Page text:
Drawing a Conclusion
As briefly mentioned before, Wonder Boy in Monster Land wasn’t exactly the first of its kind, as The Tower of Druaga predates it by three years. However, I have to say that Ryuchi Nishizawa’s effort triumphs over Masanobu Endō’s. This is primarily because Wonder Boy in Monster Land is not nearly as hostile to its players as The Tower of Druaga. The latter, taking cues from classic adventure games, could be rendered unwinnable if the player missed out on a treasure or picked up a cursed item. Mr. Nishizawa didn’t do this; while the game is unintuitive at times, it can always be won. You may make things significantly more difficult for yourself by missing out on a powerful item, but you can persist and eventually prevail – provided you’re willing to spend the quarters to see things through to the end, that is.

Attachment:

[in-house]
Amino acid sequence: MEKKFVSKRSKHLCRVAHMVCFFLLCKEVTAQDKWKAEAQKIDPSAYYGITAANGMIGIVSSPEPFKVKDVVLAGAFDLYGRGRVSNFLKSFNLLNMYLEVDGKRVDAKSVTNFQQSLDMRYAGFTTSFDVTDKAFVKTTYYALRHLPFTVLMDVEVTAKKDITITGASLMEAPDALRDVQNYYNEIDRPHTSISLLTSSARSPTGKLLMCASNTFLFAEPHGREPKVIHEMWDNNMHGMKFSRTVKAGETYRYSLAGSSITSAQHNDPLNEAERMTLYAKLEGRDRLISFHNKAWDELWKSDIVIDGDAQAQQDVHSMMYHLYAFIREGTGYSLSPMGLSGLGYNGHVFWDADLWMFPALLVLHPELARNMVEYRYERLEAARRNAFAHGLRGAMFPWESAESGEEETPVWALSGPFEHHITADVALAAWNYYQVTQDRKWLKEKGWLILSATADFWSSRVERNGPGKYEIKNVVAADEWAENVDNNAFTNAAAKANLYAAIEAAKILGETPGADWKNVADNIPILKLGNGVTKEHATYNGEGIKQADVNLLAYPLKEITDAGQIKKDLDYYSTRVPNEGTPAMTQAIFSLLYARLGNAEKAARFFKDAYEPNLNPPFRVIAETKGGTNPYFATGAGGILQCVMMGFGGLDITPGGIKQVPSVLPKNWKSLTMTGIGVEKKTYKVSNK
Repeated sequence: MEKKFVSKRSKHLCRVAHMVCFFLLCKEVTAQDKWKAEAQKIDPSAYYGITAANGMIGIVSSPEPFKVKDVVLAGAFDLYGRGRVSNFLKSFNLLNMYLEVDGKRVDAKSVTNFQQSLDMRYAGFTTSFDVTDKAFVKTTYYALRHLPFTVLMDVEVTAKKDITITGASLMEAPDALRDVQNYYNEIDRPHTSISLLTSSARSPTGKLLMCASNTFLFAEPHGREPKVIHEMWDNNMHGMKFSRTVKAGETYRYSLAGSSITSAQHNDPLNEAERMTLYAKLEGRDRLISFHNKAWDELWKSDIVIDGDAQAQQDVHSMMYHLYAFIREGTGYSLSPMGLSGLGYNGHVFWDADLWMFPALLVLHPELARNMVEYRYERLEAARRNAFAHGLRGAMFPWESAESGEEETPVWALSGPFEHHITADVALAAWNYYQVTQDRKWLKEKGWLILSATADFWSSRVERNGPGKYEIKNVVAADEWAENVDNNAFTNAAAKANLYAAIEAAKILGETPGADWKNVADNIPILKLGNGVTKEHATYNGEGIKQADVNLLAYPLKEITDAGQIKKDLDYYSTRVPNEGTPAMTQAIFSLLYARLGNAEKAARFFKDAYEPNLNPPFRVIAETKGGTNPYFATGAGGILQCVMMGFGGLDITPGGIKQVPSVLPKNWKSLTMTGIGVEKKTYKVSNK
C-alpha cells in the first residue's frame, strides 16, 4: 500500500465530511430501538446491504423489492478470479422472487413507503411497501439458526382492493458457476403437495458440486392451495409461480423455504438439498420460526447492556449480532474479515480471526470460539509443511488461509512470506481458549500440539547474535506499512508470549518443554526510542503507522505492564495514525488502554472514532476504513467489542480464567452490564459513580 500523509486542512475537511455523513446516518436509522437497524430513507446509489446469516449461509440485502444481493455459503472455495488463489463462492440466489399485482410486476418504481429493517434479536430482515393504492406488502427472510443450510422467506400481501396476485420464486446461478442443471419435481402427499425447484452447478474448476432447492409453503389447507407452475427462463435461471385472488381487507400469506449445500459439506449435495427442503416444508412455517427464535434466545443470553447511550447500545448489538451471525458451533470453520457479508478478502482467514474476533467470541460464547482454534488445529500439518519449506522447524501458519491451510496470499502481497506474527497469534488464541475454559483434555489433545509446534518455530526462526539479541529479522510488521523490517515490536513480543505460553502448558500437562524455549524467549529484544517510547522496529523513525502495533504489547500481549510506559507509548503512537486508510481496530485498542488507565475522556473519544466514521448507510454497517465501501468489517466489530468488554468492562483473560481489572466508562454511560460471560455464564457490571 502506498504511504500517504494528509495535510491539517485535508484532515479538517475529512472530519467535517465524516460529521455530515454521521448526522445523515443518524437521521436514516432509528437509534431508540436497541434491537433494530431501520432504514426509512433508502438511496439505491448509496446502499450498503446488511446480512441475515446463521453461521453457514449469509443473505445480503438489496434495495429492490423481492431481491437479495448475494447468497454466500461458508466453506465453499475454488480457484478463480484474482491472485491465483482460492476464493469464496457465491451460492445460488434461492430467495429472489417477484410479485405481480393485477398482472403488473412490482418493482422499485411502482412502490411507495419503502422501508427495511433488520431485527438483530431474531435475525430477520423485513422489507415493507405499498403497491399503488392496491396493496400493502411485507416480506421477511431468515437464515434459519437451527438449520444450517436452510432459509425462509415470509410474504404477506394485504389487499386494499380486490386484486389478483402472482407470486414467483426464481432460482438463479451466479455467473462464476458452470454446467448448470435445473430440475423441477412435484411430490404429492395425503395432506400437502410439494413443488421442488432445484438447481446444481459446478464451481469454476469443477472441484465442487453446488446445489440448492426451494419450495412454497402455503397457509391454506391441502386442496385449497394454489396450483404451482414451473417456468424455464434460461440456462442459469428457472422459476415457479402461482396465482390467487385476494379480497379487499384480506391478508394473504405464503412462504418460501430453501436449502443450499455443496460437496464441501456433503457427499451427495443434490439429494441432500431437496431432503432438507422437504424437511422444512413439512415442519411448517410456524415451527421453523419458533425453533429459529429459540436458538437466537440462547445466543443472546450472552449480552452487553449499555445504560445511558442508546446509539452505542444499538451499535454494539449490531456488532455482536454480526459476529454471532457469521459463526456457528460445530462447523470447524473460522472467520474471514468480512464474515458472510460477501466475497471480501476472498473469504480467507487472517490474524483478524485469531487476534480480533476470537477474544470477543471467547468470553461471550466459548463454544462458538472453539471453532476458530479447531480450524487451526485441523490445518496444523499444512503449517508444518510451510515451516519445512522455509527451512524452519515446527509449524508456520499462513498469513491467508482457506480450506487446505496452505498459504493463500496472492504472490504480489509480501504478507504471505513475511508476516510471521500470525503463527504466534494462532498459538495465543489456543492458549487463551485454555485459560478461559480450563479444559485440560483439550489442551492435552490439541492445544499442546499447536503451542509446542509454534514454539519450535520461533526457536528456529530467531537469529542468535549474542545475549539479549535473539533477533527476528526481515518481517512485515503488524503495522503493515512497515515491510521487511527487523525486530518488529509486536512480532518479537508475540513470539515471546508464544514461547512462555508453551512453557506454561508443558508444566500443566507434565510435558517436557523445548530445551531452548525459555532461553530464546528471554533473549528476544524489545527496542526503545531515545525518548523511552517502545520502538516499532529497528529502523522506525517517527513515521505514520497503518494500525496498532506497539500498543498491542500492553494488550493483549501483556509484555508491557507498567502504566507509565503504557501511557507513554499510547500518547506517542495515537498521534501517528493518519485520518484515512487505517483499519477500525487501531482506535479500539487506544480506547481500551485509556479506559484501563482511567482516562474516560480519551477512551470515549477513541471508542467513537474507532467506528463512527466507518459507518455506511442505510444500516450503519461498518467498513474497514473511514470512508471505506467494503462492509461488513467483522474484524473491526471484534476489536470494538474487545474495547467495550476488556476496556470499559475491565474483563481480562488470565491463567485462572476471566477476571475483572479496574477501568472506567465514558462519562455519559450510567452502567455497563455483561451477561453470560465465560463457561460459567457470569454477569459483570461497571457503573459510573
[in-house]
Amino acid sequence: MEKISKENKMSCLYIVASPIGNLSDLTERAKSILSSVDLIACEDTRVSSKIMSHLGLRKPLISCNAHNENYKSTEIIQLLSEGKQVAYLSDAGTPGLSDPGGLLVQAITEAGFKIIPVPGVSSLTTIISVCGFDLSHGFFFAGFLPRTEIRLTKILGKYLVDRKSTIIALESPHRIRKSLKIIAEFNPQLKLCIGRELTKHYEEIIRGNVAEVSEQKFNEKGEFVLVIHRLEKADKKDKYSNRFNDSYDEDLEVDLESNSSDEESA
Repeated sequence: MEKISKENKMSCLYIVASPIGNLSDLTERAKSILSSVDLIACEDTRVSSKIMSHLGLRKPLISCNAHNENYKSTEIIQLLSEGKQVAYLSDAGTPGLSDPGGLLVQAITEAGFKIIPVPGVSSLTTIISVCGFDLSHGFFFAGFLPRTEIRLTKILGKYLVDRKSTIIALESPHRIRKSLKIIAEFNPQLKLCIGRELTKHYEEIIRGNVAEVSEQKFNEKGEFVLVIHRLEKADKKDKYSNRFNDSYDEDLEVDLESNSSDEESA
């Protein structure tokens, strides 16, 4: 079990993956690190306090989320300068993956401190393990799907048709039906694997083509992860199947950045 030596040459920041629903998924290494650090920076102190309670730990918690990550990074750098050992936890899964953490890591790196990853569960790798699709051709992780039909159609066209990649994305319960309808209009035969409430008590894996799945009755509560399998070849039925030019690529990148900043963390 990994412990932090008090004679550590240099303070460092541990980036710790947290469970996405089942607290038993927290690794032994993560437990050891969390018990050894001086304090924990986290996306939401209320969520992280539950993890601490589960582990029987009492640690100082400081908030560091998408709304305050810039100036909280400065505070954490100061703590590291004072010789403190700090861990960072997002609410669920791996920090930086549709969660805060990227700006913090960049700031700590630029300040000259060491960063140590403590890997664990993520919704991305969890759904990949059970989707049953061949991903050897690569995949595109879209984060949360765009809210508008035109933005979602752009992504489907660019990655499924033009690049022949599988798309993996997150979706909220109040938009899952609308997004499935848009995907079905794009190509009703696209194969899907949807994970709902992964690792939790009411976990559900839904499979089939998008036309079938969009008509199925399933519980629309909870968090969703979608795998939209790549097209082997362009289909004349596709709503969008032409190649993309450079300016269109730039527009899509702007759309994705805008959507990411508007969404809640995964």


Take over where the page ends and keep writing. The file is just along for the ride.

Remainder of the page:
Although there is no question that Wonder Boy in Monster Land marked a significant turning point for Westone’s budding franchise, I ultimately believe it grew a little too quickly in too short of a time. At absolutely no fault to the staff, I feel as though their ambition outpaced their abilities. I have little doubt that the team behind this game would certainly develop quite a bit more talent in the coming years, but they weren’t quite there yet as of 1987. Recommending a playthrough of Wonder Boy in Monster Land is a little bit tricky as a result. If you’re a fan of old-school arcade games, it is worth looking into, and getting a copy is easy enough due to digital distribution. For everyone else, it’s enough to know of this game’s importance and appreciate just how ambitious of a sequel it managed to be.
Final Score: 5/10